Greater Manchester’s unique and ambitious approach to tackling rough sleeping has been praised for its “extraordinary impact” by a widely-respected expert on global homelessness.
Dame Louise Casey, Chair of the Institute for Global Homelessness and a former deputy director of Shelter, has endorsed the city-region’s A Bed Every Night strategy following an assessment conducted earlier in the week.
However, she identified the time-limited funding model behind the programme, and its over-reliance on voluntary support to deliver daily night shelter accommodation, as areas requiring improvement.
A Bed Every Night has worked to deliver accommodation plus support to every rough sleeper in the city-region every night of the week since the start of November. The latest figures show that 1,635 people have been assisted into accommodation in just over three months, with 466 of those now moved through into a more permanent home.
Speaking at the Greater Manchester Combined Authority (GMCA) on Friday 1 March, Dame Louise said: “Permanently ending the need for rough sleeping within Greater Manchester now appears achievable. The extraordinary impact of A Bed Every Night – more than 1,600 people helped in little over three months – and the close collaboration between all 10 boroughs, the private and public sectors and other partners, is truly impressive.”
A Bed Every Night has evolved since its launch to better meet the needs of local rough sleeping populations in each Greater Manchester borough. In her assessment, Dame Louise identified an over-reliance on voluntary sector support on the ground, and recommended the programme would benefit from additional resource properly managed.
In addition, the funding of the scheme is time-limited; Dame Louise found that a more substantial and permanent funding model, possibly supported by central Government, would add certainty in the sector and aid delivery. She also emphasised that A Bed Every Night remains one part of patchwork of approaches and programmes focused on tackling homelessness in Greater Manchester in all its forms.
“I travel around the world speaking on homelessness and assessing projects and I have worked in this area for a great many years”, added Dame Louise.
“I have a personal interest in Greater Manchester’s work as my mother grew up in Sale. This city-region’s approach is unique, 10 local authorities working in collaboration. Consequently, what is achieved here could make a real impression on public policy not just nationally but internationally.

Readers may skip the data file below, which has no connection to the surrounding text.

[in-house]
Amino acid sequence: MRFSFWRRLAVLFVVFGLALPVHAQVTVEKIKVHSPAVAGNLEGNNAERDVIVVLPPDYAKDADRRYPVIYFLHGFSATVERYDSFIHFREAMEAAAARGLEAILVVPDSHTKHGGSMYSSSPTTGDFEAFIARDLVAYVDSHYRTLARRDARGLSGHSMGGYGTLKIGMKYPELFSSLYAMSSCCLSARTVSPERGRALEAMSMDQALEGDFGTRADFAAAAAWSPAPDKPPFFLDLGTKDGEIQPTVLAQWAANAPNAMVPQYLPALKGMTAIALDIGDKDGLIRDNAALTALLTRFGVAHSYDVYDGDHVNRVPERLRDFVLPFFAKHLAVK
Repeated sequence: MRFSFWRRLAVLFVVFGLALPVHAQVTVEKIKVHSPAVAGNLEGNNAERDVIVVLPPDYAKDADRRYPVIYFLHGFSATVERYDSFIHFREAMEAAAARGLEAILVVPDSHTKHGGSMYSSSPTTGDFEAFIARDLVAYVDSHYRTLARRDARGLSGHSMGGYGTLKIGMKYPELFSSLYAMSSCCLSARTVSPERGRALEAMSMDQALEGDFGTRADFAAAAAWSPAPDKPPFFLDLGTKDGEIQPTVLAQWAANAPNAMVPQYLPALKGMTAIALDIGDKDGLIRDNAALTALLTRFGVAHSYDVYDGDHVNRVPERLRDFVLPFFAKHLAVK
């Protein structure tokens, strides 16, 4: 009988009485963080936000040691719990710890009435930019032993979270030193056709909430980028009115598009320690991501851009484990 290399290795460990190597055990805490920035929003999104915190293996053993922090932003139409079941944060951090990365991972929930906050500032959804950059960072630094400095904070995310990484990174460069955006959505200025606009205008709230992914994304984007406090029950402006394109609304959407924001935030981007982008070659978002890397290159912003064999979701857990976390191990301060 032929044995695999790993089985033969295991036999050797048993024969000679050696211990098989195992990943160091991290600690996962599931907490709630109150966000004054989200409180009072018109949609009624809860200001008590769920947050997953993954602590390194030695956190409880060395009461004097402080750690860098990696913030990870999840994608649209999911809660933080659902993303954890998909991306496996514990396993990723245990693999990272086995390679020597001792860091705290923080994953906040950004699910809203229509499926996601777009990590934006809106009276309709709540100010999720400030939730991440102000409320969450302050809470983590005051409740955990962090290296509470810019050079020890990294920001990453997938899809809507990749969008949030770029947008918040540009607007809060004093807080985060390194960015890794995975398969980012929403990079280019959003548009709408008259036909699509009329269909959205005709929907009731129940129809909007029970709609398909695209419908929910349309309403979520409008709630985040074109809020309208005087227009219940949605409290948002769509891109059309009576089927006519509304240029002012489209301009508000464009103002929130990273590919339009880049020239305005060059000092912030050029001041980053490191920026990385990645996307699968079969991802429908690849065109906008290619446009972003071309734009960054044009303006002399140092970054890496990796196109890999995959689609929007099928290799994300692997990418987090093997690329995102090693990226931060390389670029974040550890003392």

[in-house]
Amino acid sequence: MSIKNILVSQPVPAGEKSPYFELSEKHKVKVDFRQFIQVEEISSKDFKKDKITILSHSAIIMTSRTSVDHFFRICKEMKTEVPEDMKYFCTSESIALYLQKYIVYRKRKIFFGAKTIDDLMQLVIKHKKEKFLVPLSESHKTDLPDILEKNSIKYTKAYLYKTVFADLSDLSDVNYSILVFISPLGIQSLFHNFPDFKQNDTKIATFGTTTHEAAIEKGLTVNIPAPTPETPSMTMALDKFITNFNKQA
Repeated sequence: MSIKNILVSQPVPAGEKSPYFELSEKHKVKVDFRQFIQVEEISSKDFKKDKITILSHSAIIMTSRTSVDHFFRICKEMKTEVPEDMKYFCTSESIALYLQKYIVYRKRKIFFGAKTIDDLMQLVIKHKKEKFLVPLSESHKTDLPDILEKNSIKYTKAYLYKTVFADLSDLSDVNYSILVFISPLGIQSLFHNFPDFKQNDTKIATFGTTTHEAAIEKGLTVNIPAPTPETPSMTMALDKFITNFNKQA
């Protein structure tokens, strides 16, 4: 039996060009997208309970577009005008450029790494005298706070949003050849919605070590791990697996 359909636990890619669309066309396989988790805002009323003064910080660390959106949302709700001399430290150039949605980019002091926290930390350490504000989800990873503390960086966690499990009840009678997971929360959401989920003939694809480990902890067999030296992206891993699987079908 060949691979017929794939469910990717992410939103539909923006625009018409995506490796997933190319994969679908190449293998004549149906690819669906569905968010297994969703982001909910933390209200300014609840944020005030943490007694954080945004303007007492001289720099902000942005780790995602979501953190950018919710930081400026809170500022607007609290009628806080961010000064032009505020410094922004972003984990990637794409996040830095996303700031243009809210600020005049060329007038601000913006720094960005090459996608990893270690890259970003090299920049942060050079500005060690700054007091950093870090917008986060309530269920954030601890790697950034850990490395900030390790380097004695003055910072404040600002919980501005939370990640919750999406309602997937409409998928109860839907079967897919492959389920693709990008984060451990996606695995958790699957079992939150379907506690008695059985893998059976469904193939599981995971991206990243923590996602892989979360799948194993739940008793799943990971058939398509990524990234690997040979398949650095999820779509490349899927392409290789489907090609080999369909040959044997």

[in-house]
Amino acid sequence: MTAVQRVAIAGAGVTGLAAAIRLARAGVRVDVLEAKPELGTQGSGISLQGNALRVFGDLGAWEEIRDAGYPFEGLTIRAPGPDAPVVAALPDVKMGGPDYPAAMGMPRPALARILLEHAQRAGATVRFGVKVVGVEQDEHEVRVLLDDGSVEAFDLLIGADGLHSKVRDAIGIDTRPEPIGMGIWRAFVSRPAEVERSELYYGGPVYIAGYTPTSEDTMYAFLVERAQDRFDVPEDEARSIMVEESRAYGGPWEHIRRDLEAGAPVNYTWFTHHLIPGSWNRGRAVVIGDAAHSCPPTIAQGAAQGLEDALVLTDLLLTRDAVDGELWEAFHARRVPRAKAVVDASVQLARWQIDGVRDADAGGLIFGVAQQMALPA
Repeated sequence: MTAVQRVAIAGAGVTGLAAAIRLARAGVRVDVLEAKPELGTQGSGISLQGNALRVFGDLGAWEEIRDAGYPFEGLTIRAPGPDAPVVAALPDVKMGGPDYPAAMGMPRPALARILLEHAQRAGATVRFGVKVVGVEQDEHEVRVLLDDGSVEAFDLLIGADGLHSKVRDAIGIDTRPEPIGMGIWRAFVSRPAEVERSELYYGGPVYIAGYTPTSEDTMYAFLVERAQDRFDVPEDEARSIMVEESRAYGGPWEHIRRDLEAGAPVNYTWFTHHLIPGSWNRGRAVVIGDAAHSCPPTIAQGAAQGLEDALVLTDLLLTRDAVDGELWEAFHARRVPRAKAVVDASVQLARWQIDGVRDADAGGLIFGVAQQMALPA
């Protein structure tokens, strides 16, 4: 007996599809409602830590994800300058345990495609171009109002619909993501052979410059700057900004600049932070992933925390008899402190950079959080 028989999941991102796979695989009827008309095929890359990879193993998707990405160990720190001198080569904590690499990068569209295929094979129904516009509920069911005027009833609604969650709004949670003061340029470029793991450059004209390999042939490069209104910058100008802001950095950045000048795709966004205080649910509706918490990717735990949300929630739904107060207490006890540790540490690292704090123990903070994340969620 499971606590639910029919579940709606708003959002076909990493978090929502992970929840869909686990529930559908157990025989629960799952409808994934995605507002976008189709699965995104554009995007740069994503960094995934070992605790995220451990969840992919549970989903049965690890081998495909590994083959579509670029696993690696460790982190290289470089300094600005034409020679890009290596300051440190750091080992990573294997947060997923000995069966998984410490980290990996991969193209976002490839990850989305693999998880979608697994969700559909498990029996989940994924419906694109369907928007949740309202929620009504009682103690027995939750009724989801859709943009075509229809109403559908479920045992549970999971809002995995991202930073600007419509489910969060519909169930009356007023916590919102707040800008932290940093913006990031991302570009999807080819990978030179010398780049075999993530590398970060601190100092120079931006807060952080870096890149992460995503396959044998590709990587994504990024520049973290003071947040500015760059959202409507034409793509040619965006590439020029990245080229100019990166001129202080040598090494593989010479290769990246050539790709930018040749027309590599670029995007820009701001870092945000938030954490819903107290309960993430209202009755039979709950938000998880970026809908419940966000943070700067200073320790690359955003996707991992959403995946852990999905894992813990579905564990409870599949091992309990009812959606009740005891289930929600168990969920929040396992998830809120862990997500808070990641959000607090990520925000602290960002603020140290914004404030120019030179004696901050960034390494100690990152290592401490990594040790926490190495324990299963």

“The Mayor of Greater Manchester frequently refers to the rough sleeping situation in our country as a ‘humanitarian crisis’ – he is quite right to do so. Consequently, it is particularly impressive to note Greater Manchester’s recent fall in the official numbers of people sleeping rough on your streets. There is of course so much more to be done, on homelessness more broadly not just rough sleeping, but in a matter of months it is clear to me that the city-region has made a positive impact.”
The GMCA has approved the extension of A Bed Every Night by a month to the end of April in order to assess Dame Louise’s findings and deliver a proposal to extend rough sleeping provision into the spring and summer.
Also approved was a proposal to create a homelessness hub at the Longford Centre in Manchester, funded by the allocation of £1 million from Trailblazer funding.
Speaking at the Combined Authority meeting, Andy said: “I am very grateful that Dame Louise agreed to come to Greater Manchester to assess what has been going on at the coalface. There is nobody better placed to have taken stock of our ongoing work.
“We have been running A Bed Every Night since the beginning of the November and we are the only city-region in the country to have sought to provide a place for everybody to go every night of the week. It is not a perfect scheme but it is a significant improvement on what we were able to offer last winter.
“I want to reiterate my immense gratitude for the support of everyone in the scheme, which has helped more than 1,600 people over the last few months. It is really important that we recognise the essential role of volunteers in delivering A Bed Every Night on the ground, alongside hardworking teams of professionals from each of our 10 local councils.
“Today we have secured a little more time to develop and implement what comes next. There is a need to review what we have been doing and then present a proper proposal regarding the next phase. That is why today we have extended A Bed Every Night by a month, to the end of April.”
An initial cost-benefit analysis of A Bed Every Night demonstrates that the expense of running the scheme is not a significant burden on the public purse relative to approaches taken in the past. Research by the charity Crisis shows that the cost to public services of one person sleeping rough is over £20,000 a year, while the GMCA estimates the cost of a place per night in A Bed Every Night is £32 – at £11,680 annually around half the cost of sleeping rough.
Individuals continue to move out of A Bed Every Night accommodation and into more permanent solutions, similar to the places offered by the existing Social Impact Bond (SIB), a roughly £2 million programme that has already assisted 222 of the city-region’s previously most entrenched rough sleepers.
Last month, Great Places Housing Group – a housing association based in Manchester with affordable homes, social housing and supported housing in the North West and Yorkshire – was announced as leading a Housing First consortium assisting up to 400 people into their own homes with support over the next three years, backed by £7.6 million of Government funding.
A Bed Every Night is funded by the city-region’s local authorities and is supplemented by private donations from concerned individuals and businesses. For more information and donate visit www.bedeverynight.co.uk.
Article Published: 01/03/2019 17:28 PM